My nose is big, uh-uh, I’m not ashamed.

No shhhh-ing necessary. The obvious can be said aloud. I’ve got a big nose.
“You’ve got a bird nose.” So my prominent nostrils were described by my college boyfriend, L.J. Upon registering the look of hurt in my eyes, he also added, “And I have a pig nose. So?”
It was a level of bluntness I wasn’t prepared to hear. My heart felt like it was going to burst.

It’s not like he was the first person to say I have a schnoze. I knew it. I often complained of it’s large size.I fantasized all through high school of getting a rhinoplasty (As an aside, they had to call it that? RHINOplasty? Way to make it just that much worse.). Even family members told me I had drawn the genetic short stick in this area. My grandmother made pronouncements about my poor “nose bridge.” My dad said I had inherited my mom’s “clown nose.” And my cousin Quiana just summed it up with “You’ve got a big nose, Lee.” But, to her credit, she added that I was “still cute.” Blech. Who wants that consolation prize?

Months ago I read an article on CNN that stopped me in my e-tracks: “Learning to love my big nose.” WHOA! The writer, Kat Kinsman, had put it all out there.

With a boyish bowl haircut and an outsized nose as the prow of my moon-pale face, I did not sail easily through the rites of womanhood. I was ugly and was told so, both in words and by omission. I remain unsure which was worse: being directly informed of my unattractiveness, or simply never being told I was the least bit lovely. Sure, it’s all skin deep, but it can sink in and leave a scar.

After a “Mean Girls” experience on a field trip involving popular girls tormenting her and especially her “witch” nose, she experienced a dramatic shift.

Something in me fractured that night, and as it shifted, another part freed. There was no way I’d ever be beautiful — so I didn’t have to try.

It’s astonishing how liberating that felt. I could focus on the things that brought me some measure of happiness while I was plotting my escape from my small town. I painted, I edited the yearbook, I wrote horrible angsty poems, I made weird and delightful friends and talked to boys like they were actual human beings, because I knew there was no chance they’d think such a funny looking girl was flirting with them.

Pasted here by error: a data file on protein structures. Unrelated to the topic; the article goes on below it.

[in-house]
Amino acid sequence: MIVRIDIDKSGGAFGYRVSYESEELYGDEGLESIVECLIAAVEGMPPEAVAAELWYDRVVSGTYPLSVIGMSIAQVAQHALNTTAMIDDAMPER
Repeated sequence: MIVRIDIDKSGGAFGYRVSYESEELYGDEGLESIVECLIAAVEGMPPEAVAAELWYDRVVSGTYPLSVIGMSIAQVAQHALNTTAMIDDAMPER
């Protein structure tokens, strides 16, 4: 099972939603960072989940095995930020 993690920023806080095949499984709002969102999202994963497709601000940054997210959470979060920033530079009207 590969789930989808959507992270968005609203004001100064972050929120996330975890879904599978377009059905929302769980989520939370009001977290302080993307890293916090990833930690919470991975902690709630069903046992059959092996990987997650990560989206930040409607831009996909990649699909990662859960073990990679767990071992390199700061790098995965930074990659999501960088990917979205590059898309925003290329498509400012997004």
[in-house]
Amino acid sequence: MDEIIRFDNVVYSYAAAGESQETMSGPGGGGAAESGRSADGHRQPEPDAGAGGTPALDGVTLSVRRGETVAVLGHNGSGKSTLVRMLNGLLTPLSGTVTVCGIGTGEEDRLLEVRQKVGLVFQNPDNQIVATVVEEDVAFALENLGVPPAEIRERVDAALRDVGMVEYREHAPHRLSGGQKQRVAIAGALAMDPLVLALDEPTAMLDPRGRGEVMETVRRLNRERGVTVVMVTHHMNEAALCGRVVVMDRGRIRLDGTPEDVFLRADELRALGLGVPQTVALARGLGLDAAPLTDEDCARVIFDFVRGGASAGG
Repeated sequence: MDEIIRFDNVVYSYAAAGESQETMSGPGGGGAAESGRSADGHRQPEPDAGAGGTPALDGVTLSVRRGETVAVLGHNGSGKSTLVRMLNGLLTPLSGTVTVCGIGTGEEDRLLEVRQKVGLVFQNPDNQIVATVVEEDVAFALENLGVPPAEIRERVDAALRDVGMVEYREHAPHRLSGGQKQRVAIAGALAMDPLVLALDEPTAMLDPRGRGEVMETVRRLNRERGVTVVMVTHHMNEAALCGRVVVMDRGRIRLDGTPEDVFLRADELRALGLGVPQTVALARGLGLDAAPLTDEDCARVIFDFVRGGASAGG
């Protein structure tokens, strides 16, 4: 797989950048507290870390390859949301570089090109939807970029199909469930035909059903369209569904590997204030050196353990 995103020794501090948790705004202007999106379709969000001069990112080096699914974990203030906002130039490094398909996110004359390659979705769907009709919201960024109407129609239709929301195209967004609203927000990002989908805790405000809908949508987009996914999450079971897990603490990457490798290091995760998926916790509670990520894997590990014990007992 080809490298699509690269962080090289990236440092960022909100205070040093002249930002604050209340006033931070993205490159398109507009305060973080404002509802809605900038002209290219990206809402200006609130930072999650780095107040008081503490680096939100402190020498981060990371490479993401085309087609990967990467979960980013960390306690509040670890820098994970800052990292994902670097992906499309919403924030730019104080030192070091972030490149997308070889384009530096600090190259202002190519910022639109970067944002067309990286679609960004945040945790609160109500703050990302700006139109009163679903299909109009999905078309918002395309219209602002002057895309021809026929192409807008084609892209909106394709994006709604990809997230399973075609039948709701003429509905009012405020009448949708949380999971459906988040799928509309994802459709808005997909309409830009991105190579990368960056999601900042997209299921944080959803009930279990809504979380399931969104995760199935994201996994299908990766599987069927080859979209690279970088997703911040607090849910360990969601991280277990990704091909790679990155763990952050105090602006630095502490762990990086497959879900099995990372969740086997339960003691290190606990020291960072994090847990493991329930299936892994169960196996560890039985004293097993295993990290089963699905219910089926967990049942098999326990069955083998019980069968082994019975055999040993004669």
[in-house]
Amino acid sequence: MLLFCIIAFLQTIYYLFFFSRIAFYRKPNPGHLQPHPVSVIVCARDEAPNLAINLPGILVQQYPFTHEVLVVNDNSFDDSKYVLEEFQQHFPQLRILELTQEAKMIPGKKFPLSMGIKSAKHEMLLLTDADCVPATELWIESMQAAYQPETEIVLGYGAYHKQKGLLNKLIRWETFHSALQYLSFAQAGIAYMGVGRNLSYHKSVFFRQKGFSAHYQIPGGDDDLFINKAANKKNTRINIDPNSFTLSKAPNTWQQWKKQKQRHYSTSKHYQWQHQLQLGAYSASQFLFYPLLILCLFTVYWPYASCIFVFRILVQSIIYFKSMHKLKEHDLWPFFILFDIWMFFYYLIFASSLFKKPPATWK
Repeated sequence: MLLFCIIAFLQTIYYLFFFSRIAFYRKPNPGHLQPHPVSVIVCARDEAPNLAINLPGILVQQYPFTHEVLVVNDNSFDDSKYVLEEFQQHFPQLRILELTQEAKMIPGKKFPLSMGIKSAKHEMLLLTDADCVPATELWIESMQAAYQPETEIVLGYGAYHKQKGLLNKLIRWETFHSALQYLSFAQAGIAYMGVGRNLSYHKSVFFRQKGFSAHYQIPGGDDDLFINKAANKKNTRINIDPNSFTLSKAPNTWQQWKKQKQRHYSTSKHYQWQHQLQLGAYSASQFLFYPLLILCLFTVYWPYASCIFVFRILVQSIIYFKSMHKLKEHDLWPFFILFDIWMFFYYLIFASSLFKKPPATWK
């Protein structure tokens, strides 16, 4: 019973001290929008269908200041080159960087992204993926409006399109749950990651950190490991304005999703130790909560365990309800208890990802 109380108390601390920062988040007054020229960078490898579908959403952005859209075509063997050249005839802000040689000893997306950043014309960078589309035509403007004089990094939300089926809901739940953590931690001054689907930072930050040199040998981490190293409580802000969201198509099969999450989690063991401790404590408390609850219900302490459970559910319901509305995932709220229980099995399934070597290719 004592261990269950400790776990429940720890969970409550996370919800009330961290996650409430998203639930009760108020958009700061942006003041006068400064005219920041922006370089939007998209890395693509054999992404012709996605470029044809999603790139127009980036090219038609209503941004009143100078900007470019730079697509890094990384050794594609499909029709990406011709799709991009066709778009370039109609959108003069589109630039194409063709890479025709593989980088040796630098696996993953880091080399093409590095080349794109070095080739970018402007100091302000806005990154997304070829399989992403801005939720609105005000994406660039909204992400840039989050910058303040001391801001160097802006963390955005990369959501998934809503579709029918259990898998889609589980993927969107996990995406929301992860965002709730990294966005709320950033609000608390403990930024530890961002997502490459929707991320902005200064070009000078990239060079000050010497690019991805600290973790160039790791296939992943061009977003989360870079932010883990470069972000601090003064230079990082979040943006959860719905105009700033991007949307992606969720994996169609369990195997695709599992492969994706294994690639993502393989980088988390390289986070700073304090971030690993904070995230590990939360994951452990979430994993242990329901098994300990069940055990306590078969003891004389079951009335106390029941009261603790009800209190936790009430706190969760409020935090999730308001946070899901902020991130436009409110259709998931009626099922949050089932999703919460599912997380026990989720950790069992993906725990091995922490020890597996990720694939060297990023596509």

In the first few weeks of art school, I ceased to hide, stuck a ring through my right nostril, dyed my hair the most shocking shades I could find on the shelves and was surprised as a person could be when a boy said he loved me. It flamed hard and burned out quickly, and I assumed he’d just been kindly enough to overlook my obvious facial deformities — though he surely seemed to spend a lot of time painting pictures of the rest of me.
And then it happened again. Only this time it was different. I looked across the diner table to see my new boyfriend Jon and our friend Helen staring at me rather intently. I instinctively grabbed a napkin to blot my lipstick, and yanked my flaming crimson hair down over my face. “What?”
Helen nodded contemplatively. “It’s your nose. Definitely your nose.”
Jon agreed. “Yep. Definitely.”
The grilled cheese sandwich I’d been enjoying suddenly threatened to reappear on the table. I could not take this. Not from the two of them, who I’d started to find essential in my world. “My nose…what?!”
“It’s the thing that makes you beautiful. Like, it doesn’t look like anyone else’s. It’s the thing that makes you look like you.” Helen went back to chewing her fries.
“Yep,” Jon said. He returned to Helen’s fries, and I quietly imploded inside.

When I read Kat’s story, I got teary-eyed and felt that ache in my chest. Being a big-nosed girl, I could totally relate. While I didn’t embrace mine to far later, I decided years ago that I since I’d never be beautiful or an “It” girl, I could ride out my youth comfortably as a nerd. I got straight A’s and a full ride to college. I took poetry classes and wrote about music for two of the university papers. I eventually got a nose ring, too. Since I couldn’t hide it, I figured I’d decorate it. Wearing glasses became part of my persona. I have knock down, stop-traffic, gorgeous friends. I learned to appreciate walking at the green in the crosswalk.

OCTOBER 11 1090

Then of course, I met K. My handsome man has a nose much like mine. We laugh and say it’s the family nose. Family… which brings me to Zoe. There’s a better than good chance that she’ll inherit it. And my little girl is my catalyst. Similar to how I refuse to pass to her my love-hate relationship with my small breasts, kinky hair, feet or thighs, Z will know a rose is still a rose, even with a big nose.

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